I think IBM only dated their barrels from July to December, 1943. The earliest dated barrel I have seen in 7-43, and the latest 12-43. I have seen several 9-43s and 10-43s. By January, 1944, they stopped dating them (unless someone has a later example). And then they stopped production altogether in Spring of 1944. I have always been partial to a dated barrel, though.
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Post Options Post Options   Thanks (0) Thanks(0)   Quote m1a1fan Quote  Post ReplyReply Direct Link To This Post Posted: Aug 01 2017 at 8:05pm
Have seen them up to 10-43. So far, of the dated barrels, 10-43 seems to be the most "common". Another 10-43 just sold recently. Have yet to see an 11 or 12 of 43. Someday, hopefully. A 12-43 AO IBM, that would be a find.
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Post Options Post Options   Thanks (0) Thanks(0)   Quote Doug Bathurst Quote  Post ReplyReply Direct Link To This Post Posted: Nov 27 2017 at 8:22am
Great information and pics! Thanks for posting. I need to do the same with a couple of mine
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Post Options Post Options   Thanks (0) Thanks(0)   Quote Johnboy490 Quote  Post ReplyReply Direct Link To This Post Posted: Dec 11 2017 at 6:09pm
I just traded for a IBM serial number 377xxxx that has. Barrel date of 11-43 ibm barrel with the flaming bomb, I don’t know how. To post pics of it, thanks in advance.
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Post Options Post Options   Thanks (0) Thanks(0)   Quote Ghostman Quote  Post ReplyReply Direct Link To This Post Posted: Dec 15 2017 at 4:00pm
the single punch mark on the gas piston outer frame, looks like it was done by an field armorer or other owner through out the years, replacing the piston and/or nut. Note the 3 rectangular marks on each flat of the nut, those were the original staking marks.
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Post Options Post Options   Thanks (0) Thanks(0)   Quote Dave Tennent Quote  Post ReplyReply Direct Link To This Post Posted: Dec 15 2017 at 8:33pm
My original IBM has an identical single punch mark on the gas piston.
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Post Options Post Options   Thanks (0) Thanks(0)   Quote m1a1fan Quote  Post ReplyReply Direct Link To This Post Posted: Dec 15 2017 at 9:31pm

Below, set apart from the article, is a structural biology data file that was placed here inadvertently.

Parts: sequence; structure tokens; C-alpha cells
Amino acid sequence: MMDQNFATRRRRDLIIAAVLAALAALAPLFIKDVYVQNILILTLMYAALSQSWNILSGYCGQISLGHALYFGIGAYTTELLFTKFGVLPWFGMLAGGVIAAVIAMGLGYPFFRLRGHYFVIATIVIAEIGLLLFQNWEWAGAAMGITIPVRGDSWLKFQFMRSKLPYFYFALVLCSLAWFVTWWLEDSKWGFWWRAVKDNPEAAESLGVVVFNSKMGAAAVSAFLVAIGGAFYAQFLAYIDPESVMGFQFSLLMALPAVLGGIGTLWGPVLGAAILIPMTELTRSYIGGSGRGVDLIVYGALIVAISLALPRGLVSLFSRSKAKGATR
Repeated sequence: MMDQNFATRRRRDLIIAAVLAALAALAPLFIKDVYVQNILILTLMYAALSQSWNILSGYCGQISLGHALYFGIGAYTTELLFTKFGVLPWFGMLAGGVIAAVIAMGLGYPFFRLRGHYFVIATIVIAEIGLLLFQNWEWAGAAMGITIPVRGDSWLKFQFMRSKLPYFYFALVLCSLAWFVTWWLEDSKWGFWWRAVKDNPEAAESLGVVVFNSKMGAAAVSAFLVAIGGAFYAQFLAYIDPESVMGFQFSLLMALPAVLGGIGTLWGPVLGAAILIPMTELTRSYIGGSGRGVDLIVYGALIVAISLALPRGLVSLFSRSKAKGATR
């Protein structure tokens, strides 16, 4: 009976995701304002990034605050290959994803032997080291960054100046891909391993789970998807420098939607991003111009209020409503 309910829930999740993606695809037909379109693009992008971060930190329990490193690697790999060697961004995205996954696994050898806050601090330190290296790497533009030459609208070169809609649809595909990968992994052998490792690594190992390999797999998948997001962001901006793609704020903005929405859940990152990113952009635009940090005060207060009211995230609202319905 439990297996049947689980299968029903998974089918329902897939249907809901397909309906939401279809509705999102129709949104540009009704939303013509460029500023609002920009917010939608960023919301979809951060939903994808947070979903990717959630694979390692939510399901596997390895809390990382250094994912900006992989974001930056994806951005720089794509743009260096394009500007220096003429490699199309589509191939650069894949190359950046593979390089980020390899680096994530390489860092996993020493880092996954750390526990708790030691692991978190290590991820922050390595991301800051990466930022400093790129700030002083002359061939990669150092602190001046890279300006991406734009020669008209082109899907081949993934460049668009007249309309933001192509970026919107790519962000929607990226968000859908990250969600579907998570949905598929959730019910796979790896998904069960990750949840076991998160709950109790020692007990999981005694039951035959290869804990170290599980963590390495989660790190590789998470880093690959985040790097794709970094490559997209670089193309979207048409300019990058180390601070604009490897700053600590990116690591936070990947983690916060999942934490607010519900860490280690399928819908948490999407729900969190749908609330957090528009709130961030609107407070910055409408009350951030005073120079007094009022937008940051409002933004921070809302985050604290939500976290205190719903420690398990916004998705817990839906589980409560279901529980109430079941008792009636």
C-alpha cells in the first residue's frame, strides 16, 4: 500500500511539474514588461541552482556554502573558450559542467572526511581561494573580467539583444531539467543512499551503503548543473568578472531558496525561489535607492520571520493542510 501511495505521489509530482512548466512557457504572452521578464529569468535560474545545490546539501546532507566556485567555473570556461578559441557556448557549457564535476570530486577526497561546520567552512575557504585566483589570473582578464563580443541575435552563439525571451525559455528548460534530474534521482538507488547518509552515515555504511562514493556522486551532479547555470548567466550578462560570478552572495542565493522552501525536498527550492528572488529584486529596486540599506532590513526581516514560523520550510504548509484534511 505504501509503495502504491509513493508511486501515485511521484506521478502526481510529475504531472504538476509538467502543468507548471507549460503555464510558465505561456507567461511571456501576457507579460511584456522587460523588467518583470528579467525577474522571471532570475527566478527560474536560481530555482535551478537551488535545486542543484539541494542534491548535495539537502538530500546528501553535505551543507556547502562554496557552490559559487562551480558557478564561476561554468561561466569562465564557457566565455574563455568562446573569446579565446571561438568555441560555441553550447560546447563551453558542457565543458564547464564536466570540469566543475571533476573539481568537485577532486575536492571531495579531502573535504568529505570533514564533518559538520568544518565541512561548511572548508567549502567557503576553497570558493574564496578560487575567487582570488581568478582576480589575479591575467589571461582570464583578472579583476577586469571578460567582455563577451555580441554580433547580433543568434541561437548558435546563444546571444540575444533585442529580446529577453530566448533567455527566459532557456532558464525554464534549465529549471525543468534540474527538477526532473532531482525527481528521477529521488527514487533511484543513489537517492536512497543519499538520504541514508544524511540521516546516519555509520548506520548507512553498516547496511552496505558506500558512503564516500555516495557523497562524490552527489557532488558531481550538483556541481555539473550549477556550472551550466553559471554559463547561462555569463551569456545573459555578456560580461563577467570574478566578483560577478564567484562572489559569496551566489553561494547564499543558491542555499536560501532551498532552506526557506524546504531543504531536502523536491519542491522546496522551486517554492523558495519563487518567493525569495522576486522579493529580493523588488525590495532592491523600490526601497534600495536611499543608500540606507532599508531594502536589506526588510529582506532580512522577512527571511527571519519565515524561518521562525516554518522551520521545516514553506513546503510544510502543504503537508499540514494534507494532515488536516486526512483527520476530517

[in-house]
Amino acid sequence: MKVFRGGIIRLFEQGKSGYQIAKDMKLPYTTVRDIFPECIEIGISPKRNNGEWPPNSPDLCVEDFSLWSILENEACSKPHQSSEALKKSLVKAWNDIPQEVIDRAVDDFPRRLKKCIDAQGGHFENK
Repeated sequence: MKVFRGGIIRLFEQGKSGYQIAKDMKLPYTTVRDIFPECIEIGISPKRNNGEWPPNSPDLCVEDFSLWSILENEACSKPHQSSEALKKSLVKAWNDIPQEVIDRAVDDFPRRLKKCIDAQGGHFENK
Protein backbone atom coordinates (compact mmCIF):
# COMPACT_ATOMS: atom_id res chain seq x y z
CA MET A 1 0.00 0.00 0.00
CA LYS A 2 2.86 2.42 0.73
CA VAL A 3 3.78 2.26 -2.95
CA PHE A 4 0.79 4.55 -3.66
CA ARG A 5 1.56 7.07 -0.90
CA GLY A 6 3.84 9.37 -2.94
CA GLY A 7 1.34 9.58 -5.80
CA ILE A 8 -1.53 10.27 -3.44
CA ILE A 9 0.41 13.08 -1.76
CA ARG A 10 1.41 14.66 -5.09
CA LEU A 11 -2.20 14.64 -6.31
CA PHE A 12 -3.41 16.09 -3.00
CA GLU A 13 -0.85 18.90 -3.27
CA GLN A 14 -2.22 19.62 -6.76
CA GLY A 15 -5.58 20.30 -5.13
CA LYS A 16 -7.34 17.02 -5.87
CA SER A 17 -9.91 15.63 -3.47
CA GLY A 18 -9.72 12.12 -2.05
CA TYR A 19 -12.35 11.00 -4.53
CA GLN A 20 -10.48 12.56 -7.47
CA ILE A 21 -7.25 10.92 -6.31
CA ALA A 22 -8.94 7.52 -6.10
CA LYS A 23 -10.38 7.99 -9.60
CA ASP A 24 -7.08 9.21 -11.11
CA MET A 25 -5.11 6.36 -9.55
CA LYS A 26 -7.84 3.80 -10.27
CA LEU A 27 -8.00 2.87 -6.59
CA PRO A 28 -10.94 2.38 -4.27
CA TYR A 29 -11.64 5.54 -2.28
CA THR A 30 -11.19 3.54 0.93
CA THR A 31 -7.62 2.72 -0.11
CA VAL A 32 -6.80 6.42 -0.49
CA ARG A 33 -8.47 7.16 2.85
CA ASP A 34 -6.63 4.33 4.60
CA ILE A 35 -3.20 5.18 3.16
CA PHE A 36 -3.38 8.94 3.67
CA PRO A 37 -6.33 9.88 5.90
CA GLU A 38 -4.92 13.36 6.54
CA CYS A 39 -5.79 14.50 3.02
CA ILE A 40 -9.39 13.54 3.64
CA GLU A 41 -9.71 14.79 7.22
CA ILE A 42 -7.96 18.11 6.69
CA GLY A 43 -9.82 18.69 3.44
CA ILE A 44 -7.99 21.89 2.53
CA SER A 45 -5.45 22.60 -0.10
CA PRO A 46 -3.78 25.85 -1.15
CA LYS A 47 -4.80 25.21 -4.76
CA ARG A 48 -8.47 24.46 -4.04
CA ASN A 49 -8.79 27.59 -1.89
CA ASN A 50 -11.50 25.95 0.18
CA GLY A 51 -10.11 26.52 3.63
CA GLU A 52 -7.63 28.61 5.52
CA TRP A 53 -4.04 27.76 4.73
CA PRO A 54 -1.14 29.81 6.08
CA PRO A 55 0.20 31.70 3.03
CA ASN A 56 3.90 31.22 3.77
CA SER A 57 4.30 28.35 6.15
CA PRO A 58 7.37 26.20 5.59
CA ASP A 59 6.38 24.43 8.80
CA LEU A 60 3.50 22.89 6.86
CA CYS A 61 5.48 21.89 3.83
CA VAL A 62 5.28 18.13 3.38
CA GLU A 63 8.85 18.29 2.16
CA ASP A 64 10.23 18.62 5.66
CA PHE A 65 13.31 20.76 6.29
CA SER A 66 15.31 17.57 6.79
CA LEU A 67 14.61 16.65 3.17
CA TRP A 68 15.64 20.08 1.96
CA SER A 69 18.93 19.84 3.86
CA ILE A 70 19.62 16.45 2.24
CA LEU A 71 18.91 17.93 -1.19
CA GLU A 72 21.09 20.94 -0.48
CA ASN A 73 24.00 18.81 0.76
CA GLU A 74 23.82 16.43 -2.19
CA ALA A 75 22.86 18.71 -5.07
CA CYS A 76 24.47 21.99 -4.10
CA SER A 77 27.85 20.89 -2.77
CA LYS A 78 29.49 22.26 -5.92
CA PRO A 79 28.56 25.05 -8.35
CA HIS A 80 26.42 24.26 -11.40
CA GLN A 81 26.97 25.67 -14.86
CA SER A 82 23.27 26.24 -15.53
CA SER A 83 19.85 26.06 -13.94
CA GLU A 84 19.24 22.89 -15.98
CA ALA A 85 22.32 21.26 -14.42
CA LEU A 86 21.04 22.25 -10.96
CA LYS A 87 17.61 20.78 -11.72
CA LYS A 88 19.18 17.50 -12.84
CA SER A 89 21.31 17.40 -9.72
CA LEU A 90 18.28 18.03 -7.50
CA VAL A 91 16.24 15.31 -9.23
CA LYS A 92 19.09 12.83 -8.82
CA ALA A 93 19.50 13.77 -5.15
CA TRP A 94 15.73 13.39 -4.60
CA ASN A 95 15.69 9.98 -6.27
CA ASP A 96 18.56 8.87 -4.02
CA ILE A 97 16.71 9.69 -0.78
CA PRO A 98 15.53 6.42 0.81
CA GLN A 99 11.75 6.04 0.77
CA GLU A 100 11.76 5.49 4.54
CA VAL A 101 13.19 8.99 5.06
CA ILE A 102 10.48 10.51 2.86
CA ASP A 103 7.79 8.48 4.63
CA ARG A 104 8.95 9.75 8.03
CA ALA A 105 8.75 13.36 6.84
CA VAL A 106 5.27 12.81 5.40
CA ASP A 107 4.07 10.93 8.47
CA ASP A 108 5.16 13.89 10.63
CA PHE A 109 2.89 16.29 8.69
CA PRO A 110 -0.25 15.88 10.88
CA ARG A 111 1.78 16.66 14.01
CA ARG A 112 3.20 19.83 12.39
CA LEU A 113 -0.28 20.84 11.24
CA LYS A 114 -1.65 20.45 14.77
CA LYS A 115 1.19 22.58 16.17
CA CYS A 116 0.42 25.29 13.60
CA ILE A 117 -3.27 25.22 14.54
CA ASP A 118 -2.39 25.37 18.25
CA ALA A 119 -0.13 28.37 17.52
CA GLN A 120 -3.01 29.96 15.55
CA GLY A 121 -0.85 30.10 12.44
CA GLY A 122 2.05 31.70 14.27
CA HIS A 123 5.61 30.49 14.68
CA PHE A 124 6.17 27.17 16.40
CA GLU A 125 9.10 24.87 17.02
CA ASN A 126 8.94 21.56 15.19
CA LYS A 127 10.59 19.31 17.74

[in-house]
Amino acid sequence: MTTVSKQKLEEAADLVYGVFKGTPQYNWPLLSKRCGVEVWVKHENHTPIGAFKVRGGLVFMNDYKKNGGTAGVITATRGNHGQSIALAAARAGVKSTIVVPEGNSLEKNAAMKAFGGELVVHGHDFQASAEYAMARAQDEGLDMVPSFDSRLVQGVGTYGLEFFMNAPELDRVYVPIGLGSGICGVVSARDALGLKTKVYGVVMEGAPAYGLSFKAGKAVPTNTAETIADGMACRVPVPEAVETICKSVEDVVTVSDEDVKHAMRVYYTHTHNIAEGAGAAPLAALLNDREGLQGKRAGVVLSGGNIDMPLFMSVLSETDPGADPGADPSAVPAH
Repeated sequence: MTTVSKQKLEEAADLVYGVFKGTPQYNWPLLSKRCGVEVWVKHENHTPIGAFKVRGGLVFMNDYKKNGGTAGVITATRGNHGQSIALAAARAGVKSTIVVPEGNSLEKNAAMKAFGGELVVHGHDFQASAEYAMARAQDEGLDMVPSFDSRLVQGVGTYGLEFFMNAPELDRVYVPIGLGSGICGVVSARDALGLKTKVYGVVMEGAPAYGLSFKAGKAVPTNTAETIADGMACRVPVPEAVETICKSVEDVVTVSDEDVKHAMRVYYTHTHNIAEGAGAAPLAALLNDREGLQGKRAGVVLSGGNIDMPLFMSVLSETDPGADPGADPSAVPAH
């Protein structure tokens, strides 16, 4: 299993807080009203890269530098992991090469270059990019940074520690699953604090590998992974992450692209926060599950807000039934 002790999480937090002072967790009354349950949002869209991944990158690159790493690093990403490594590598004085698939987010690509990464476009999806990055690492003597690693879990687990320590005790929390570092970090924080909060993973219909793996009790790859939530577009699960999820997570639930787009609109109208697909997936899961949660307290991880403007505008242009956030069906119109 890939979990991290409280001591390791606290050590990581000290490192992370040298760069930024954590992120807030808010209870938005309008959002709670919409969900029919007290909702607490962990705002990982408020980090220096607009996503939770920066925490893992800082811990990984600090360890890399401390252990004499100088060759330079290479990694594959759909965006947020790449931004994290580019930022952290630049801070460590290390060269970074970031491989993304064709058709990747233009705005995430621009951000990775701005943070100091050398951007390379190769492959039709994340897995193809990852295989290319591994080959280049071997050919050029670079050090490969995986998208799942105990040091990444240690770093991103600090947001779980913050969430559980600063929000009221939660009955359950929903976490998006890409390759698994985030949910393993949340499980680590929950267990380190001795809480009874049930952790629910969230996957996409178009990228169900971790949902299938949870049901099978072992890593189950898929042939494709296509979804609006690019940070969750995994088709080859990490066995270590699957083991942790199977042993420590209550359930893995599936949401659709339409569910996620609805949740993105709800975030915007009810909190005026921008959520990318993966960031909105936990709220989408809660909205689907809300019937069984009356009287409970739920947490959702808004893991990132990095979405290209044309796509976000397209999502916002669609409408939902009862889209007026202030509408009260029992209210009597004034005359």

I once read a random post that no original carbines had stake marks on the gas piston nut, but no pictures were offered. What's strange to me is those three areas are described here specifically for staking.

http://www.uscarbinecal30.com/barrels.html

Why put them there if the nut wasn't supposed to be staked? What tool was used? Was it chisel like instrument, some type of punch or both?

All of the original IBM's I've seen have the same type punch stake mark like Dave's and the OP's.

Note to collectors. If you have an original carbine inspected, sometimes part of that process is to check the nut to see if it is loose. If it is, politely ask to have it tightened and not staked again.
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Post Options Post Options   Thanks (0) Thanks(0)   Quote Dave Tennent Quote  Post ReplyReply Direct Link To This Post Posted: Dec 15 2017 at 9:57pm
My 3791003 is also staked with one punch although I don't have a photo of it.
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Post Options Post Options   Thanks (0) Thanks(0)   Quote m1a1fan Quote  Post ReplyReply Direct Link To This Post Posted: Dec 16 2017 at 12:36am
Found a few more pics of IBM staking for reference...a 3.72 and 3.70



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Post Options Post Options   Thanks (0) Thanks(0)   Quote Carl Bine Quote  Post ReplyReply Direct Link To This Post Posted: Aug 15 2020 at 4:40pm
Just put money down on a local 395XXXX late IBM in all original condition. Almost with all the same marked parts as the above. Incredible almost new shape (with correct patina) and very tight. Excited! Your photos (in addition to the books) helped. Thanks.